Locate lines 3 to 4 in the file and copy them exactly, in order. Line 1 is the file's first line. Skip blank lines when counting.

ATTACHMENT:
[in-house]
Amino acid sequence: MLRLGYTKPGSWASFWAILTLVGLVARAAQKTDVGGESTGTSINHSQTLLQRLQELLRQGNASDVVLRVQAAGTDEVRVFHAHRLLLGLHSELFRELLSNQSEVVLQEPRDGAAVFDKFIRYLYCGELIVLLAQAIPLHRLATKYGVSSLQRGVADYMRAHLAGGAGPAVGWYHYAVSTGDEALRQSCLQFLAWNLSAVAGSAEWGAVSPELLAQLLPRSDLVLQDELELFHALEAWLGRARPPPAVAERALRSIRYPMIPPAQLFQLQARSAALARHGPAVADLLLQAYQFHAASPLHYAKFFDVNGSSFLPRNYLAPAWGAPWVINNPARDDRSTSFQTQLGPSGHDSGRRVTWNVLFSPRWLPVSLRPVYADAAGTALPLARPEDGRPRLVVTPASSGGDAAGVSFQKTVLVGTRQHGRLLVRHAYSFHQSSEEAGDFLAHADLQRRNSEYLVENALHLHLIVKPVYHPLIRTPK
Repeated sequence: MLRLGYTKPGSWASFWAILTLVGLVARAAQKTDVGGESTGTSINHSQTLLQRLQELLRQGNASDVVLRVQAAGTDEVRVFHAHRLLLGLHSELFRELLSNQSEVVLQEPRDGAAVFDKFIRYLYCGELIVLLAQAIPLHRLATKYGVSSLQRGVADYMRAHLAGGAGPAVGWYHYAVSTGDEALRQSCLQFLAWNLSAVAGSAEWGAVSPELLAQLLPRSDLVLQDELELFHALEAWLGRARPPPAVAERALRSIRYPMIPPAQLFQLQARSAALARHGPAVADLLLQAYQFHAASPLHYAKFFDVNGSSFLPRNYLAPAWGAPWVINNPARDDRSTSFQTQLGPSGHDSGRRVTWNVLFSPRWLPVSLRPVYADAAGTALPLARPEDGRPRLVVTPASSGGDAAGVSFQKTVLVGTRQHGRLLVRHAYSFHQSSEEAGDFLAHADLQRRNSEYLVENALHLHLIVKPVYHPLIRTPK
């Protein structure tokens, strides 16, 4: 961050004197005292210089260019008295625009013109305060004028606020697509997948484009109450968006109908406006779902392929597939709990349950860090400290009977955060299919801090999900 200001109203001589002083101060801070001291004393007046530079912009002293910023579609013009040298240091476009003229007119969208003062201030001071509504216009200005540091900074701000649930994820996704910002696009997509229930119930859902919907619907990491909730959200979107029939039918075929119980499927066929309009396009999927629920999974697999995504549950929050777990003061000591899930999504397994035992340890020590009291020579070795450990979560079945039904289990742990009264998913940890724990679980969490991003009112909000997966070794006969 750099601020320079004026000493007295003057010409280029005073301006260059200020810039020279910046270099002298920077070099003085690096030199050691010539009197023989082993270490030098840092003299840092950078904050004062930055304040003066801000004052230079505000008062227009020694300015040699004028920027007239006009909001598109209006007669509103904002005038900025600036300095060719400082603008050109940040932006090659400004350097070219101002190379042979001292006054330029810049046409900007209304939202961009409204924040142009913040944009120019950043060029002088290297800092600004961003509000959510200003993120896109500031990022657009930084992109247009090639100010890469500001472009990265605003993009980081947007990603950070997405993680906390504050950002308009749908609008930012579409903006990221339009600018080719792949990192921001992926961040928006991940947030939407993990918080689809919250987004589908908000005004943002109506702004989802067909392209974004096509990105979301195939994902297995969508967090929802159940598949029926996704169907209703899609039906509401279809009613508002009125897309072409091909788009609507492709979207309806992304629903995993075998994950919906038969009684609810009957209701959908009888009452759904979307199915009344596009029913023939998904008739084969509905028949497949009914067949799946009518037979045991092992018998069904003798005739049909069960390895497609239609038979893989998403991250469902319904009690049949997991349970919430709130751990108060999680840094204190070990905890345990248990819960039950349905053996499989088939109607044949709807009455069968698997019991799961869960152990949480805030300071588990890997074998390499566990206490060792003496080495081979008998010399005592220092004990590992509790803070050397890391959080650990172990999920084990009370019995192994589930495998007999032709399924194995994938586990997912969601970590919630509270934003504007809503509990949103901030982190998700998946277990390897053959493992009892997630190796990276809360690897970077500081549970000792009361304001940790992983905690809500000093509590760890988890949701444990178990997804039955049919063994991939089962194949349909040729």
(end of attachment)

Repeated sequence: MLRLGYTKPGSWASFWAILTLVGLVARAAQKTDVGGESTGTSINHSQTLLQRLQELLRQGNASDVVLRVQAAGTDEVRVFHAHRLLLGLHSELFRELLSNQSEVVLQEPRDGAAVFDKFIRYLYCGELIVLLAQAIPLHRLATKYGVSSLQRGVADYMRAHLAGGAGPAVGWYHYAVSTGDEALRQSCLQFLAWNLSAVAGSAEWGAVSPELLAQLLPRSDLVLQDELELFHALEAWLGRARPPPAVAERALRSIRYPMIPPAQLFQLQARSAALARHGPAVADLLLQAYQFHAASPLHYAKFFDVNGSSFLPRNYLAPAWGAPWVINNPARDDRSTSFQTQLGPSGHDSGRRVTWNVLFSPRWLPVSLRPVYADAAGTALPLARPEDGRPRLVVTPASSGGDAAGVSFQKTVLVGTRQHGRLLVRHAYSFHQSSEEAGDFLAHADLQRRNSEYLVENALHLHLIVKPVYHPLIRTPK
């Protein structure tokens, strides 16, 4: 961050004197005292210089260019008295625009013109305060004028606020697509997948484009109450968006109908406006779902392929597939709990349950860090400290009977955060299919801090999900 200001109203001589002083101060801070001291004393007046530079912009002293910023579609013009040298240091476009003229007119969208003062201030001071509504216009200005540091900074701000649930994820996704910002696009997509229930119930859902919907619907990491909730959200979107029939039918075929119980499927066929309009396009999927629920999974697999995504549950929050777990003061000591899930999504397994035992340890020590009291020579070795450990979560079945039904289990742990009264998913940890724990679980969490991003009112909000997966070794006969 750099601020320079004026000493007295003057010409280029005073301006260059200020810039020279910046270099002298920077070099003085690096030199050691010539009197023989082993270490030098840092003299840092950078904050004062930055304040003066801000004052230079505000008062227009020694300015040699004028920027007239006009909001598109209006007669509103904002005038900025600036300095060719400082603008050109940040932006090659400004350097070219101002190379042979001292006054330029810049046409900007209304939202961009409204924040142009913040944009120019950043060029002088290297800092600004961003509000959510200003993120896109500031990022657009930084992109247009090639100010890469500001472009990265605003993009980081947007990603950070997405993680906390504050950002308009749908609008930012579409903006990221339009600018080719792949990192921001992926961040928006991940947030939407993990918080689809919250987004589908908000005004943002109506702004989802067909392209974004096509990105979301195939994902297995969508967090929802159940598949029926996704169907209703899609039906509401279809009613508002009125897309072409091909788009609507492709979207309806992304629903995993075998994950919906038969009684609810009957209701959908009888009452759904979307199915009344596009029913023939998904008739084969509905028949497949009914067949799946009518037979045991092992018998069904003798005739049909069960390895497609239609038979893989998403991250469902319904009690049949997991349970919430709130751990108060999680840094204190070990905890345990248990819960039950349905053996499989088939109607044949709807009455069968698997019991799961869960152990949480805030300071588990890997074998390499566990206490060792003496080495081979008998010399005592220092004990590992509790803070050397890391959080650990172990999920084990009370019995192994589930495998007999032709399924194995994938586990997912969601970590919630509270934003504007809503509990949103901030982190998700998946277990390897053959493992009892997630190796990276809360690897970077500081549970000792009361304001940790992983905690809500000093509590760890988890949701444990178990997804039955049919063994991939089962194949349909040729």